Ep. 58: Song “The Showdown” (Influenced by Tapes ‘n Tapes)

For this week’s episode, I’m sharing a song I wrote and recorded several years ago called “The Showdown”

The creation of this piece of music was originally inspired by the song “Insistor” by the band Tapes ‘n Tapes. When I first heard it, it was real different from what was happening with indie rock at the time. The sound borrowed from Johnny Cash and the rockabilly tradition but with kind of a darker twist. It was a little heavy but not quite punk. I liked the rolling beat, and off-kilter strumming and the type of story telling they used. All these elements played into the creation of my song.

I wrote the music and lyrics to my song around 2007. It’s fictional story about a kidnapping set in the desert. I tried something a little different this time by having a shifting point of view but mostly from the first person perspective. The first verse is the kidnapper leaving instructions to drop off ransom money.

Waiting at the truckstop of an old abandoned town
You better have the money when we get there
Leave it in a suitcase set it just behind a garage can
And walk away and never look back
Don’t you try and test us cuz you’ll push us to the limits
We will end this showdown in a minute
If you wanna see your son alive then follow our directions
And comply with our every request

The second verse if a conversation between the kidnappers and the hostage, who begs to be let go.

Left me on the street for nearly half a dozen weeks
It shows that this ain’t working something’s changing
You can keep your fingers crossed the county police have never lost
The sheriff’s gonna crack the case and
All the way to stateline you’ll be begging for you life
Unless we get the ransom from your father
If you let me go than I will make it worth your while
You can negotiate a higher price

The chorus is from the Sheriff’s perspective trying to convince the kidnapper to give up.

Hey, you know that this ain’t worth your time now
Hey, we’re gonna catch you any day now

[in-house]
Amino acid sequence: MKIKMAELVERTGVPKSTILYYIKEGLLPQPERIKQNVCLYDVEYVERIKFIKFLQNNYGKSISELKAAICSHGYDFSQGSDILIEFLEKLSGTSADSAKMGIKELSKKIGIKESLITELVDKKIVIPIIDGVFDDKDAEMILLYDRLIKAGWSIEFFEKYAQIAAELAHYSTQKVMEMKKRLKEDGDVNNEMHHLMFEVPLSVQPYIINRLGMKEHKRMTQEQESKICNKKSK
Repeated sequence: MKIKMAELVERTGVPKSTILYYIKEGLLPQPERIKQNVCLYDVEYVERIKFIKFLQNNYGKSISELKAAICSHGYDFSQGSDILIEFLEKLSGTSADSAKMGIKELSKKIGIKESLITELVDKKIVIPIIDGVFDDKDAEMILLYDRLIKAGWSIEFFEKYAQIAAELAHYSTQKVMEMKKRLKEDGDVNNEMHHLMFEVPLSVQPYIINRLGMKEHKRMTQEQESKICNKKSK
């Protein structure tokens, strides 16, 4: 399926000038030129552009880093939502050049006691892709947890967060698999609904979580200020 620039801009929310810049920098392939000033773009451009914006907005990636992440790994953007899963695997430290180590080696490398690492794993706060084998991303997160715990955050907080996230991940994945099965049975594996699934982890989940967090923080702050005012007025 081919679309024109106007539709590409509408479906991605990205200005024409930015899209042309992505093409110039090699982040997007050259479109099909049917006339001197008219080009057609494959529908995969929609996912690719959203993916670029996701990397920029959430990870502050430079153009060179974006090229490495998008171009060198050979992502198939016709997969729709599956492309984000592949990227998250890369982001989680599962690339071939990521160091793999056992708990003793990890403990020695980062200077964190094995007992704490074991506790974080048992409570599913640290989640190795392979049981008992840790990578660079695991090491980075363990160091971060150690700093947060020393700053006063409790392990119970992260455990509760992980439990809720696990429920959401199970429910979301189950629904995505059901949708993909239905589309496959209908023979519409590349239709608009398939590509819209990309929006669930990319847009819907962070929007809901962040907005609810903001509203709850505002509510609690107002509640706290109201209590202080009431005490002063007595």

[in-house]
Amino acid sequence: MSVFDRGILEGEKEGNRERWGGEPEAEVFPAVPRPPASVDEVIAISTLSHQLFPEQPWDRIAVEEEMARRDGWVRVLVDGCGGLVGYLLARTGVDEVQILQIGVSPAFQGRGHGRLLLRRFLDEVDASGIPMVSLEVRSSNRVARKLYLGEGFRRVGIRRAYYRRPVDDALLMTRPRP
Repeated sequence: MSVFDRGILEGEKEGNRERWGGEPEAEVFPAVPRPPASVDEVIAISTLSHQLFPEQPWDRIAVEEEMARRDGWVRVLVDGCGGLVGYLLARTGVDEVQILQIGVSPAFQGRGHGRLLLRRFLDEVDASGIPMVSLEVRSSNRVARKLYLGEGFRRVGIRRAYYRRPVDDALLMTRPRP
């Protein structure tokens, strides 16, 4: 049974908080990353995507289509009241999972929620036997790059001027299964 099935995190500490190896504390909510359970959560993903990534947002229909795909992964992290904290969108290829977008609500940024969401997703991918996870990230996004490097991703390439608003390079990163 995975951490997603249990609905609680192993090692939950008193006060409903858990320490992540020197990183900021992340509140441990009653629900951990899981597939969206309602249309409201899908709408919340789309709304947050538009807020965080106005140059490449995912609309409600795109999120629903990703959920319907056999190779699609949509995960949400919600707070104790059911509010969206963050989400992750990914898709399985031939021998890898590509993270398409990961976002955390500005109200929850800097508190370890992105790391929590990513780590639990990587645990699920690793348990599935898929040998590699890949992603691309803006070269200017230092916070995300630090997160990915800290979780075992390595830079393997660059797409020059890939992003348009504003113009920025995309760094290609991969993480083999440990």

Hey, you know that this ain’t worth your time now
Hey Hey

The third verse shifts between the mother, sheriff and hostage, where things are kind of at a standstill and the sheriff and his men are have their guns drawn, ready to fire at any moment.

Mother’s on the phone says if you got it in your soul than you will
Let my son walk free tonight but
Keep your pistols drawn because we’re gonna call his bluff
I got the suspect in my line of site
They’ve got the kid in ropes I think they’re gonna break his bones
Unless we get the ransom from your father
It’s kinda hard to talk when you got a pistol down your throat
And any minute they could set the trigger off

I decided to leave the ending unresolved so we never find out whether the hostage is set free or not. I think having that sort of uncertainly adds to the tension, which is what the song is about.

I recorded the song about a year later with my band, Declaration. For the instruments, we used electric and acoustic guitars, bass, drums and organ. Here’s a clip of the original version, which was also featured in the film Scout Camp.

Not long after the release of this recording, two members of the band graduated college and moved away. The drummer, Dan Smock, and I started a new band with the intention of going for a more folk rock/alt-country kind of sound. We called ourselves Adding Machines. Most of the songs we played were new songs but The Showdown is a tune that we carried over from playing in Declaration.

We decided we would re-record it but this time with a different approach. We started with acoustic guitar and bass. We got a friend of ours, Matt Weidauer to play the mandolin part. He later joined the band as a permanent member and I continue to perform with him in my Beatles cover duo, The Fab Folk.

Next, we recruited a violin player who used to perform at Muse Music named Mike Wong to play the fiddle part. He played an electric violin, which I thought was kind of cool. Pretty much the whole thing was improvised. I remember the first take he played was too busy. I asked him to played it again but more simplified. He ended up over-compensating and it was too simple. So for the third take, I told him to split the difference and it ended up perfect so that what we used in the recording.

For the percussion, we used a suitcase as the kick drum and various pots and pans and random objects we had in the cafe for the extra rhythm parts. We also layered several handclaps to go along with the percussion. Last, we added several layers of group vocals on the chorus to really give it a hoe down type of feel.

I’m pretty happy with the overall results. I think we landed somewhere between bluegrass and gypsy music and it has a really good energy to it. It’s very different from anything else I’ve recorded to that point or even since. Here’s the final mix.

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Ep. 57: Bleachers “Don’t Take The Money” (Folk Rock Remix)